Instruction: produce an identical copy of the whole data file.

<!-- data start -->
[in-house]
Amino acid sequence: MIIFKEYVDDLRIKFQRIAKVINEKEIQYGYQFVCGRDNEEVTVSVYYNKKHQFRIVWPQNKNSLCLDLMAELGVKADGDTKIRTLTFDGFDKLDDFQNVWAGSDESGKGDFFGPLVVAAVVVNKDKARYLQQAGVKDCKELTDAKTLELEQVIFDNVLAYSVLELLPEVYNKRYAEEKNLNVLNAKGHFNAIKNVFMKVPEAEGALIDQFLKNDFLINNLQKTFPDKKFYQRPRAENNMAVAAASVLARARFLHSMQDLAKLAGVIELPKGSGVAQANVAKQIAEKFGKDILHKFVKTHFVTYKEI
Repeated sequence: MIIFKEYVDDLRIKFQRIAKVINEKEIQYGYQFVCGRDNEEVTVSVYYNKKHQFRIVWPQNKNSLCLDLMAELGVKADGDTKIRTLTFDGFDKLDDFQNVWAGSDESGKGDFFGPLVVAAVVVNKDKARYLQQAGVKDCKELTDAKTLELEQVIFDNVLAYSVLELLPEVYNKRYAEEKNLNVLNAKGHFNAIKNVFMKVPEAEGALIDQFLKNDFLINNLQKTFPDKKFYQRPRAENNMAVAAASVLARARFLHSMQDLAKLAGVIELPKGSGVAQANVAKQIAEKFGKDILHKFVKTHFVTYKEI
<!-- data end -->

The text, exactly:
[in-house]
Amino acid sequence: MIIFKEYVDDLRIKFQRIAKVINEKEIQYGYQFVCGRDNEEVTVSVYYNKKHQFRIVWPQNKNSLCLDLMAELGVKADGDTKIRTLTFDGFDKLDDFQNVWAGSDESGKGDFFGPLVVAAVVVNKDKARYLQQAGVKDCKELTDAKTLELEQVIFDNVLAYSVLELLPEVYNKRYAEEKNLNVLNAKGHFNAIKNVFMKVPEAEGALIDQFLKNDFLINNLQKTFPDKKFYQRPRAENNMAVAAASVLARARFLHSMQDLAKLAGVIELPKGSGVAQANVAKQIAEKFGKDILHKFVKTHFVTYKEI
Repeated sequence: MIIFKEYVDDLRIKFQRIAKVINEKEIQYGYQFVCGRDNEEVTVSVYYNKKHQFRIVWPQNKNSLCLDLMAELGVKADGDTKIRTLTFDGFDKLDDFQNVWAGSDESGKGDFFGPLVVAAVVVNKDKARYLQQAGVKDCKELTDAKTLELEQVIFDNVLAYSVLELLPEVYNKRYAEEKNLNVLNAKGHFNAIKNVFMKVPEAEGALIDQFLKNDFLINNLQKTFPDKKFYQRPRAENNMAVAAASVLARARFLHSMQDLAKLAGVIELPKGSGVAQANVAKQIAEKFGKDILHKFVKTHFVTYKEI